I “get” why TV’s Marvel’s Agents of S.H.I.E.L.D. needed to ignore the events of Avengers: Endgame. But that doesn’t mean I have to be happy about it, even five weeks into Season 6.
To recap: Agents of S.H.I.E.L.D. previously and conspicuously referenced Infinity War‘s opening incursion in Season 5, Episode 19 (which aired April 27, 2018 aka the day the movie came out): “Aliens, you know…. Have you seen all this weird stuff happening in New York?” said Tony Caine/Candyman to Daisy. S.H.I.E.L.D. co-showrunner Jed Whedon in turn confirmed that the “last few episodes [of Season 5] take place during [Infinity War],” though by that season’s end we saw no ramifications of The Snap. And that was, you know… fine.
Season 6 then picked up the action one year later, meaning that — Endgame spoiler ahead! — May & Co. should be living in a post-Snap world where half the population was turned to dust and is years away from being brought back. And yet they aren’t. “All this is happening pre-Snap,” Ming-Na Wen, who plays May, told me. “At this point it’s safe to say that we have departed from following the [Marvel] cinematic universe in that sense, and are just telling our own stories.”
EP Jed Whedon explained to EW.com that a main reason for sidestepping the established continuity was that if ABC wanted/needed S.H.I.E.L.D. to come back sooner — say, prior to Endgame hitting theaters — “it would’ve destroyed everything. So the safest course of action for all parties involved was for us to stay pre-Snap.”
Which is understandable. Again, I “get” it. But it nonetheless leaves me feeling as if 1) a storytelling opportunity was missed and 2) the TV series’ timeline has been compromised.
Listen, ever since Captain America: The Winter Soldier changed the game for Agents of S.H.I.E.L.D.‘s final stretch of Season 1 and beyond, the instances of synergy between the Marvel Cinematic Universe and its original small-screen offshoot have been few, far between, and slight. What is it that lore tells us, that Marvel’s movie guys have/had little interest in coordinating with the TV projects? Something like that? Whatever the case, my expectations have always been measured. And as exciting and refreshening an arc as it could have been, to “dust” off several S.H.I.E.L.D. characters, I always reckoned the TV show would write around that by having the actual Snap take place during the show’s hiatus — assuming, as I did, that Avengers: Endgame would bring everyone back without missing a literal beat in time.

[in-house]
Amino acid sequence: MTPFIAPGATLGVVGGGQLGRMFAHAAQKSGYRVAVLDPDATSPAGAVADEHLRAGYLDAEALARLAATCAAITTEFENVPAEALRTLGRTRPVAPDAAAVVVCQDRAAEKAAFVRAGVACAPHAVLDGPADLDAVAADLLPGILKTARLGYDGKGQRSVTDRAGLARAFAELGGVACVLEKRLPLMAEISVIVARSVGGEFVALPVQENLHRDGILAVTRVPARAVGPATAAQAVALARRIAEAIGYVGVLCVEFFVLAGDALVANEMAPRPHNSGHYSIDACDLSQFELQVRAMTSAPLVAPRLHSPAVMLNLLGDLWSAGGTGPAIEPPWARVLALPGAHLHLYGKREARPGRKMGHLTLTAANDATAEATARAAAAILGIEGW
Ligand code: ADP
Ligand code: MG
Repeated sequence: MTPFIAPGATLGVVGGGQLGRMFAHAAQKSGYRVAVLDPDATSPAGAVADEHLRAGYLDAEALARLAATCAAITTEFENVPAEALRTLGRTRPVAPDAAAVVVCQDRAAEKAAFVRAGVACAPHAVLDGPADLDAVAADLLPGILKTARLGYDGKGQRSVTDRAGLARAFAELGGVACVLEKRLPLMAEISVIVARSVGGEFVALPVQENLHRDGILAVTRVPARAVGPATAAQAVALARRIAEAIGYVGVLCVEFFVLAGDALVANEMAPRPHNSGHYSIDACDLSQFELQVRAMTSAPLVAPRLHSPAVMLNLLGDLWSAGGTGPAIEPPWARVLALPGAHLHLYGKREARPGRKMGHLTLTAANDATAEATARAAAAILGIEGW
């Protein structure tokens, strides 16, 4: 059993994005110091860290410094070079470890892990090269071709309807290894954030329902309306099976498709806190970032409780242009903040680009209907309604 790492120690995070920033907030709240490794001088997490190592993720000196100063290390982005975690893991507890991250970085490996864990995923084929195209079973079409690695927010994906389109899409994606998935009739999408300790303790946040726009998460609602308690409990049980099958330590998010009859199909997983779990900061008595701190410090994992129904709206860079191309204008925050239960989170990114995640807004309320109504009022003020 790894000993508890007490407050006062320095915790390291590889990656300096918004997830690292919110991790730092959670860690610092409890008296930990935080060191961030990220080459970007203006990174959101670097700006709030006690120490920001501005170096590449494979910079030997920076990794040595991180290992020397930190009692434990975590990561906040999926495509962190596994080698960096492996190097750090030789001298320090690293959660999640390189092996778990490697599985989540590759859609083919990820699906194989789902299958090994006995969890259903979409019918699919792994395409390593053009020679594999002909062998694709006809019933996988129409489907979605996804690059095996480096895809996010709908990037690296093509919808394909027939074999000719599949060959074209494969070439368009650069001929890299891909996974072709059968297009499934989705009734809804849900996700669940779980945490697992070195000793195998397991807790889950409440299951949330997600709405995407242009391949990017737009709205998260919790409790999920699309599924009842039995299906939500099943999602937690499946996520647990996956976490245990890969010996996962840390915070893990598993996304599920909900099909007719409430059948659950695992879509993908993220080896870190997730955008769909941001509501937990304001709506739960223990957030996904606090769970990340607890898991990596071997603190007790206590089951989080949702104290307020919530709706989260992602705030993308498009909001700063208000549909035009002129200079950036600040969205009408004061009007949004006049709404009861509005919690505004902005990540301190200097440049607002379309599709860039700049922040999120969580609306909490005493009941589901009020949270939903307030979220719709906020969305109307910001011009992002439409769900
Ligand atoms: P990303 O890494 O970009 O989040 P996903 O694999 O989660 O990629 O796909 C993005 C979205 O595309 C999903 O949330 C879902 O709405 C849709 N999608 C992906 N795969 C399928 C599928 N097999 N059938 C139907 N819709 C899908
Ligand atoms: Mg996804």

Instead, Endgame established that the dusted stayed gone for five full years. So, barring a five-year time jump of its own, S.H.I.E.L.D. needed to either return with half of the characters abruptly absent, or… ignore the whole thing.
My problem with ignoring it, my problem with setting Season 6 between Season 5’s finale and the Thanos Snap, is that the show is now existing in a make-believe timeline. When Season 5 ended, the Snap was imminent. Now we are being told that a year has passed, and the Snap still hasn’t happened.
Someone out there is about to carp, “But they created an alternate timeline!” To which I will ask, “When?” When did that happen? Because as recently as 5×19 (in which Candyman referenced “weird stuff in New York”), the TV show was in direct sync with the movies. What do you propose happened in Season 5’s last three episodes that steered May & Co. into an alternate timeline? (Keeping in mind that, as Whedon told us, those final episodes spanned about one day.)
I understand why S.H.I.E.L.D. did what it did, why it decided to fudge the established continuity. But I’d be lying if I said it didn’t water down the current stakes, for me at least, since it’s taking place in some imaginary period of time. Yes, I am still tuning in, to follow The Search for Fitz — though I lament that we seem to be spending much of yet another season skulking around dark grey outer-space hallways. But I retain that right to be disheartened, that TV’s much-ballyhooed Avengers off-shoot has, with Season 6, pretty much cut its ties with the MCU.
But as Whedon himself once told TVLine, “It’s sort of an unspoken Marvel rule not to address time…. We’re told never to do that!”
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